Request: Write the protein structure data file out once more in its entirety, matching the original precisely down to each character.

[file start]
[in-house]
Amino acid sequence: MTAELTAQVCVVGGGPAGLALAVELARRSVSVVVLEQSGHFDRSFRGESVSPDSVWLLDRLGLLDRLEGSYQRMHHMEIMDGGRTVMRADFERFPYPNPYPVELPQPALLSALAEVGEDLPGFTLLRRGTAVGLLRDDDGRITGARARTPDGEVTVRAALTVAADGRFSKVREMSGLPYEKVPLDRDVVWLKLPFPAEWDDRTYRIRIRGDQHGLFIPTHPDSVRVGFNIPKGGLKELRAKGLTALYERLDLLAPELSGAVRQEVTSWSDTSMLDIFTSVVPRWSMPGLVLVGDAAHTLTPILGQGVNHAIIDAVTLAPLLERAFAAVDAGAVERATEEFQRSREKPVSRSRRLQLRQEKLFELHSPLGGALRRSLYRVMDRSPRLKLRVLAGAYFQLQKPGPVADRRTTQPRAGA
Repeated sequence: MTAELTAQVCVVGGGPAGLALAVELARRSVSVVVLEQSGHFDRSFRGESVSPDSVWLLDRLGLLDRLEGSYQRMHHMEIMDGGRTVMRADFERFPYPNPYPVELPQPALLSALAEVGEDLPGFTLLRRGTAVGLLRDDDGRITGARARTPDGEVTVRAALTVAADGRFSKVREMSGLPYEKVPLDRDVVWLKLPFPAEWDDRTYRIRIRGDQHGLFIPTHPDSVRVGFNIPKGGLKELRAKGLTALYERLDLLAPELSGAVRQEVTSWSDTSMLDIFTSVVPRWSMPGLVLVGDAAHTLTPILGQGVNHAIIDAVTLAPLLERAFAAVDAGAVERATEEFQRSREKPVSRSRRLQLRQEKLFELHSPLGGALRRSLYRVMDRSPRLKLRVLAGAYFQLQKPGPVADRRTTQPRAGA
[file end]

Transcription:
[in-house]
Amino acid sequence: MTAELTAQVCVVGGGPAGLALAVELARRSVSVVVLEQSGHFDRSFRGESVSPDSVWLLDRLGLLDRLEGSYQRMHHMEIMDGGRTVMRADFERFPYPNPYPVELPQPALLSALAEVGEDLPGFTLLRRGTAVGLLRDDDGRITGARARTPDGEVTVRAALTVAADGRFSKVREMSGLPYEKVPLDRDVVWLKLPFPAEWDDRTYRIRIRGDQHGLFIPTHPDSVRVGFNIPKGGLKELRAKGLTALYERLDLLAPELSGAVRQEVTSWSDTSMLDIFTSVVPRWSMPGLVLVGDAAHTLTPILGQGVNHAIIDAVTLAPLLERAFAAVDAGAVERATEEFQRSREKPVSRSRRLQLRQEKLFELHSPLGGALRRSLYRVMDRSPRLKLRVLAGAYFQLQKPGPVADRRTTQPRAGA
Repeated sequence: MTAELTAQVCVVGGGPAGLALAVELARRSVSVVVLEQSGHFDRSFRGESVSPDSVWLLDRLGLLDRLEGSYQRMHHMEIMDGGRTVMRADFERFPYPNPYPVELPQPALLSALAEVGEDLPGFTLLRRGTAVGLLRDDDGRITGARARTPDGEVTVRAALTVAADGRFSKVREMSGLPYEKVPLDRDVVWLKLPFPAEWDDRTYRIRIRGDQHGLFIPTHPDSVRVGFNIPKGGLKELRAKGLTALYERLDLLAPELSGAVRQEVTSWSDTSMLDIFTSVVPRWSMPGLVLVGDAAHTLTPILGQGVNHAIIDAVTLAPLLERAFAAVDAGAVERATEEFQRSREKPVSRSRRLQLRQEKLFELHSPLGGALRRSLYRVMDRSPRLKLRVLAGAYFQLQKPGPVADRRTTQPRAGA